African American 337 (37.4) 156 (17.2) 61 (6.7)  
  Hispanic 109 (12.1) 160 (17.6) 189 (20.9)  
  Asian 23 (2.6) 48 (5.3) 49 (5.4)  
  American Indian 4 (0.4) 21 (2.3) 53 (5.9)  
 Sex    0.431 
  Male 290 (32.2) 286 (31.5) 310 (34.3)  
  Female 610 (67.8) 622 (68.5) 595 (65.7)  
Anthropometry     
 Weight (kg) 97.4 ± 20.2 94.0 ± 20.2 92.8 ± 19.7 <0.001 
 BMI (kg/m235.0 ± 6.9 34.0 ± 6.6 33.4 ± 6.4 <0.001 
 Waist (cm) 106.9 ± 14.8 104.7 ± 14.5 104.6 ± 14.3 <0.001 
Glucose     
 Fasting glucose (mg/dL) 106.9 ± 8.0 106.8 ± 8.2 106.7 ± 8.3 0.80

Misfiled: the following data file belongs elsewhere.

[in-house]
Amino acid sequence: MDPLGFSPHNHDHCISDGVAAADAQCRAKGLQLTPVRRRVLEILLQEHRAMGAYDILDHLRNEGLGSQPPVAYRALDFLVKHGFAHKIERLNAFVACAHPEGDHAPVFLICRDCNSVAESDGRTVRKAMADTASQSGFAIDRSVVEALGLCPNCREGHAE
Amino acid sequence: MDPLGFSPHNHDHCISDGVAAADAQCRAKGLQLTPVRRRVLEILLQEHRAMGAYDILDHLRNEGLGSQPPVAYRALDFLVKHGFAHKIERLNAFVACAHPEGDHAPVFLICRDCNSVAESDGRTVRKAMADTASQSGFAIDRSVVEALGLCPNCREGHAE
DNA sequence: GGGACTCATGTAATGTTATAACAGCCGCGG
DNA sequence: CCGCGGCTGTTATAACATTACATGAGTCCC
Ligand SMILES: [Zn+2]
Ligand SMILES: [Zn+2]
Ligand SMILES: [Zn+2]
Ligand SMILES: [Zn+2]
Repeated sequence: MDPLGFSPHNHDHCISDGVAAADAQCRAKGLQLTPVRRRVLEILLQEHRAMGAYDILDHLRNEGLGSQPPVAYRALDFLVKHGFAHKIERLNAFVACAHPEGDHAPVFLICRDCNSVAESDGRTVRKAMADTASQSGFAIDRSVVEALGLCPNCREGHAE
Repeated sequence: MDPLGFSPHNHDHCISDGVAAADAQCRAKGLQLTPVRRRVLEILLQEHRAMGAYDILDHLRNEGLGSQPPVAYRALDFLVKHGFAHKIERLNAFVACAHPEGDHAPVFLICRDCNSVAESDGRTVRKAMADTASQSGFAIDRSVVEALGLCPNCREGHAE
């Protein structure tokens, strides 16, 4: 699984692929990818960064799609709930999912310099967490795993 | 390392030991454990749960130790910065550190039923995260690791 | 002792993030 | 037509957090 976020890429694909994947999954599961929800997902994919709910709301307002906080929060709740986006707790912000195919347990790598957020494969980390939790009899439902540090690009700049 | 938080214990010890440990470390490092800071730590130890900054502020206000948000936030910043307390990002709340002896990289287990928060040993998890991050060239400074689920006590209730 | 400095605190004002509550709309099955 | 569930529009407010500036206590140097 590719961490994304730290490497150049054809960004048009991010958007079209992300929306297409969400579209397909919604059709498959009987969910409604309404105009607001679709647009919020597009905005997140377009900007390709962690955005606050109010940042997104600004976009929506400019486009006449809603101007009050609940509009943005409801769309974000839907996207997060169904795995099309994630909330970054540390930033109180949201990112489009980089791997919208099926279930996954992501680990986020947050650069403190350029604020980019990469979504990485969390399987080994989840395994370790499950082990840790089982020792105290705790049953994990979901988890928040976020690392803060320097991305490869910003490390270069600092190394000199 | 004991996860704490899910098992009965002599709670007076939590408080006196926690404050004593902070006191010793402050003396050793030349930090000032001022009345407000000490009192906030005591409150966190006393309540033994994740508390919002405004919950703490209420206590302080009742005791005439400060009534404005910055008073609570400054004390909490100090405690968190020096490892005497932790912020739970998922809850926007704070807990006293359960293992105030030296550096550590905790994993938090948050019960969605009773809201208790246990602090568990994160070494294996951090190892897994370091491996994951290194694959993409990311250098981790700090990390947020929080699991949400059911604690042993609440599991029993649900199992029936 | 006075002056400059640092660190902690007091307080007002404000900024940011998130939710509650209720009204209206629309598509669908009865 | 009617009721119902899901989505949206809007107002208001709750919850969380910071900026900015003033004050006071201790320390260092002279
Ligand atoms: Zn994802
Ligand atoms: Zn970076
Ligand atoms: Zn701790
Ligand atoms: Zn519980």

log-ISI −1.81 ± 0.54 −1.81 ± 0.58 −1.83 ± 0.57 0.58 
 HOMA-IR 7.03 ± 4.13 7.13 ± 4.23 7.28 ± 4.25 0.45 
 Insulinogenic index 104.48 [68.29, 158.49] 104.49 [66.15, 154.44] 104.92 [70.24, 161.70] 0.76 
 Proinsulin/insulin ratio 0.17 [0.13, 0.24] 0.17 [0.12, 0.23] 0.18 [0.13, 0.24] 0.02 
 Oral disposition index 4.47 [3.02, 6.53] 4.43 [2.98, 6.52] 4.39 [2.94, 6.55] 0.67 

Data are reported as the mean ± SD or median [interquartile range] for continuous variables and frequency (%) for categorical variables.

Individuals in the lowest tertile of the IR-GRS were less likely to be white and more likely to be African American than those in the highest tertile; they also had a higher BMI and waist circumference. A higher IR-GRS was associated with lower baseline insulin sensitivity (β = −0.754 log-ISI per GRS unit increase [SE = 0.229], P = 0.001) after adjustment for age, sex, ethnicity, and baseline waist circumference.